Literally a play on words, Larry Gelbart's rather broad put-down of America's leaders plays better in this made-for-cable adaptation than it did on the stage. Savagely satirizing politicians and media hounds in a TV setting that displays these individuals at their most corrupt, MASTERGATE
engages in doublespeak which allows the participants in a fictional governmental scandal to say exactly the opposite of what they really mean.
Totally News Network is proud of its coverage of a governmental hearing into a conspiracy more notorious than Watergate. A senatorial committee probes an abuse of power overseen by a war hero, Major Manley Battle (James Coburn), who regards national security laws as a mere formalities, and a CIA
mastermind, Wylie Slaughter (Burgess Meredith), who leaves videotaped instructions on how to continue the military scam after his death. The committee zeros in on Steward Butler (Ed Begley Jr.) who lies about the attorney general's role in seizing the property of a millionaire tax fugitive whose
holdings include Masters Pictures International.
While contemplating the President's knowledge of events, the interrogators grill an IRS lackey, Abel Lamb (Bruno Kirby), about using a motion picture budget to cover the purchase of arms for a banana republic. After querying the Secretary of State (Ken Howard), the investigating committee learns
that under the guise of financing TET: THE MOVIE, the U.S. Government supplied rebels with the means of overthrowing the communist-held land of Ambigua.
After more evasions from Manley Battle and V.P. Dale Burden (Dennis Weaver), it becomes clear that the freedom campaign backfired even after faked film footage was used to dupe presidential contributors into forking over money to fund the guerillas. By the time the guerrillas had turned on their
benefactors, the illegal methods of fundraising had come to light. As the hearings conclude, Slaughter appears as a hologram to castigate the namby-pamby senators and to point out that patriots such as he and his fellow witnesses will continue to save America in spite of itself.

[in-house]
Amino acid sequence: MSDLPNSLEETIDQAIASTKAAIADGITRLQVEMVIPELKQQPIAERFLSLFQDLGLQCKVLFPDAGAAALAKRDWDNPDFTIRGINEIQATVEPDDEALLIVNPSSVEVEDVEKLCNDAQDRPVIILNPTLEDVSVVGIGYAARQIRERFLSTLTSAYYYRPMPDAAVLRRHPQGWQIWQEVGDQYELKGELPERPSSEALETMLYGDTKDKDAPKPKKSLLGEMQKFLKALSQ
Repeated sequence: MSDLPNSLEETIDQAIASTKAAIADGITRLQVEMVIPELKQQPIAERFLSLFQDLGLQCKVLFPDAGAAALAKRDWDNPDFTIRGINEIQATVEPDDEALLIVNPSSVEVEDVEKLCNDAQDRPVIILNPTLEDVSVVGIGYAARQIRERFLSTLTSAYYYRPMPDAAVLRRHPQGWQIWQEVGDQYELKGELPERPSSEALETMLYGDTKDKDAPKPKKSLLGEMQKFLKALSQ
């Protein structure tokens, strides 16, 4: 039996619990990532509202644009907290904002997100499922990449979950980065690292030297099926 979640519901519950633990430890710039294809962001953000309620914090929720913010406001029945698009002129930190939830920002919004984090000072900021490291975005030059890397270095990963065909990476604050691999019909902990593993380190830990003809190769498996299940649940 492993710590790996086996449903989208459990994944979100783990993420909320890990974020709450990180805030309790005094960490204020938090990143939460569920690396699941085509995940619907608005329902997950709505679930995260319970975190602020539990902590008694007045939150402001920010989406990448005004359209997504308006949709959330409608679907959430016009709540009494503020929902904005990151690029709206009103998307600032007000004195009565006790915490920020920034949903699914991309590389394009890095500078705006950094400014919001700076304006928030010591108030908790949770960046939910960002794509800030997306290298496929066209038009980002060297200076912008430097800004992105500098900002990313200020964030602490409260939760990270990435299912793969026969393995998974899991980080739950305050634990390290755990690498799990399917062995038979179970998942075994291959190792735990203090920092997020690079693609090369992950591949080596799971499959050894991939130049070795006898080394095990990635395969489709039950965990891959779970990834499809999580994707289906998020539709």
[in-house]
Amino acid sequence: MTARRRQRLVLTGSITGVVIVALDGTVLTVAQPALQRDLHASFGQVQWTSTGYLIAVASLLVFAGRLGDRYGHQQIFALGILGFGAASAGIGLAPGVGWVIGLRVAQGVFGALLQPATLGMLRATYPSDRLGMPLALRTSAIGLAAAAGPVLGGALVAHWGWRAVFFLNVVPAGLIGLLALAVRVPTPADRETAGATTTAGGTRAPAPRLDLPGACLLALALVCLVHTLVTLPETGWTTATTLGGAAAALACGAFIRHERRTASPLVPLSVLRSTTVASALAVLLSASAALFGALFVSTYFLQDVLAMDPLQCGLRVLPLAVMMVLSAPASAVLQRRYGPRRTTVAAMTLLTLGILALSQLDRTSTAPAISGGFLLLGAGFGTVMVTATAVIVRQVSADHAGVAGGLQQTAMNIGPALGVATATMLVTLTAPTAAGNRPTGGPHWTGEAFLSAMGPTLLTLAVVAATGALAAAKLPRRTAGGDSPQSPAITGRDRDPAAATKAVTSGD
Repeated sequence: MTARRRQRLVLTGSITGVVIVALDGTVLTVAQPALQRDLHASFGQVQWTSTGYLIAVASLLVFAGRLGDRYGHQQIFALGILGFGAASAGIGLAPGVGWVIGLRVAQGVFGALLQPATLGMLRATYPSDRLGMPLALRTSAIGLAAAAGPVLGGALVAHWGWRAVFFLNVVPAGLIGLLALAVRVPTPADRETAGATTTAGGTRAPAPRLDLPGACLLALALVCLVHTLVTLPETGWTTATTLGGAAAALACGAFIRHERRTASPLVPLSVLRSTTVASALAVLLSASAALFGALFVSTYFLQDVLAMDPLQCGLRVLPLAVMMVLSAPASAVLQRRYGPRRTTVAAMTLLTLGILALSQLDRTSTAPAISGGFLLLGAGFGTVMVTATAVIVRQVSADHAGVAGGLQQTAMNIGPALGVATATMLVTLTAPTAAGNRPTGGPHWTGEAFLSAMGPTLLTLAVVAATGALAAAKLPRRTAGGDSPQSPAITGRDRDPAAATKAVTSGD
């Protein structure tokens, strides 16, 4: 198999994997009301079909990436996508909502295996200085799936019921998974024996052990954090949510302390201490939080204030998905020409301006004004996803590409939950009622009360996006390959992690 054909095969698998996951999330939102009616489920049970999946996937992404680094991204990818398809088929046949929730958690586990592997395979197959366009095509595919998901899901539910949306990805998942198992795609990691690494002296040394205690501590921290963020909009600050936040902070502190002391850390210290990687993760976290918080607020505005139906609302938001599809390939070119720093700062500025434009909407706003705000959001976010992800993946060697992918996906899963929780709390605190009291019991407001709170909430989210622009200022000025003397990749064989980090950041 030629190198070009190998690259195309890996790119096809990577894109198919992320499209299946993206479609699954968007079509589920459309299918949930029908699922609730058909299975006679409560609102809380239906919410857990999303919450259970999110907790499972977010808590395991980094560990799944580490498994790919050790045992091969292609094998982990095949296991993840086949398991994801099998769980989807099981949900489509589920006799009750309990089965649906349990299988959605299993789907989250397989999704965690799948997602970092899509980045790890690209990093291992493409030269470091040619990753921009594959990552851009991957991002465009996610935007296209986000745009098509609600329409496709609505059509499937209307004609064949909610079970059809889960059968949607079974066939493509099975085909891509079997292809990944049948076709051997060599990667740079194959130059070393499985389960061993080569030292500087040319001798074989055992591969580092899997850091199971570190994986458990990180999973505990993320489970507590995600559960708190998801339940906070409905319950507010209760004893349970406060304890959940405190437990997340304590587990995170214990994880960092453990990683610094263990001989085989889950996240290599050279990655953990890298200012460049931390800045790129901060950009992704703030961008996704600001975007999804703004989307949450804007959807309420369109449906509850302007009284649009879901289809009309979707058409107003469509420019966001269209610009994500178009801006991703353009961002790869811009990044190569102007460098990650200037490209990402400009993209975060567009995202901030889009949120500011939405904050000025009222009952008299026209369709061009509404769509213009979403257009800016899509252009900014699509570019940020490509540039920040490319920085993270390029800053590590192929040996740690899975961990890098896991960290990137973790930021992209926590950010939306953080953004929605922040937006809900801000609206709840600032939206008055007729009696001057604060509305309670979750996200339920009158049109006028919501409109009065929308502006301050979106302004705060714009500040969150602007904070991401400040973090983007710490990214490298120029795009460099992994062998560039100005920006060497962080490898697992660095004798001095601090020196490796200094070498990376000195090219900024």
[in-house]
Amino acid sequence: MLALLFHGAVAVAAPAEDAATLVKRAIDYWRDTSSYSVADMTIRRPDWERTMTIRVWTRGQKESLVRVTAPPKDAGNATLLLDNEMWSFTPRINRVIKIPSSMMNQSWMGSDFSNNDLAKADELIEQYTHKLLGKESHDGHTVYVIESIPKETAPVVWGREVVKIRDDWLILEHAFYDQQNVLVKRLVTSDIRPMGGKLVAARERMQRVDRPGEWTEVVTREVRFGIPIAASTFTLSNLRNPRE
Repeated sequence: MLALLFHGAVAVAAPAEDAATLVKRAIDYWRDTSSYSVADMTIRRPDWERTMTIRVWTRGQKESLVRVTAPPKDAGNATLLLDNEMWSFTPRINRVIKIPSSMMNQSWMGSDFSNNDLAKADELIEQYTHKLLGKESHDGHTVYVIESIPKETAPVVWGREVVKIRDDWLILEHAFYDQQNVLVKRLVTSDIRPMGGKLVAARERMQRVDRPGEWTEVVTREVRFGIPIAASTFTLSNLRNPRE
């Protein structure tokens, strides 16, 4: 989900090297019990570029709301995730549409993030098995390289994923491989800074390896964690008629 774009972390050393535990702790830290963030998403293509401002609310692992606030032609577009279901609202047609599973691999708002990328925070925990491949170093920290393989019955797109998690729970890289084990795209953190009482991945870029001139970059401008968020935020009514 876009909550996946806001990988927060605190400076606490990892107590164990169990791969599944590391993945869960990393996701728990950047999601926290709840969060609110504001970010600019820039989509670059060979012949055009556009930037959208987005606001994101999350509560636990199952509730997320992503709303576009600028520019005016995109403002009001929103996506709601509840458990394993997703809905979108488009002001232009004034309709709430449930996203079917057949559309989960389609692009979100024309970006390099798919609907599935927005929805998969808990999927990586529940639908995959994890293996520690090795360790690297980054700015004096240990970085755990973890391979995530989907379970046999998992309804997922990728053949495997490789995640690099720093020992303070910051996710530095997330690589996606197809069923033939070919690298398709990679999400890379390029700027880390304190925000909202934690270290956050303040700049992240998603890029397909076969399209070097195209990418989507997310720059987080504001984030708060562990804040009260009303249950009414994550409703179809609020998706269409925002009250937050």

The clever convolutions of the plot pale in comparison to Gelbart's expertly intricate dialogue. To emphasize the distortions of logic that political figures disingenuously use to cover their tracks, Gelbart employs puns, silly acronyms, tortured syntax, and double entendres to create a
nonsensical world in which Lewis Carroll would have felt right at home. Augmenting Gelbart's duplicitous dialogue is his use of a framework mimicking a cable-TV broadcast to make the verbal gobbledygook seem real. Well-executed approximations of newsbreaks give a realistic feel to the fictional
Veteran TV-writer Gelbart proves that when you scratch a politician you'll find an actor underneath; he theorizes that the excesses of the Reagan years were the result of the transformation of Washington D.C. into Hollywood-on-the-Potomac. The production does also have its drawbacks, including
scattershot lampoons of news broadcasts and an overly preachy finale.
With knockout dialogue like "I was misled to understand him" and "the truth will have to wait until after I finish testifying," MASTERGATE is an immaculate example of verbally sophisticated comedy.(Profanity, adult situations.)
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- Released: 1992
- Rating: NR
- Review: Literally a play on words, Larry Gelbart's rather broad put-down of America's leaders plays better in this made-for-cable adaptation than it did on the stage. Savagely satirizing politicians and media hounds in a TV setting that displays these individuals… (more)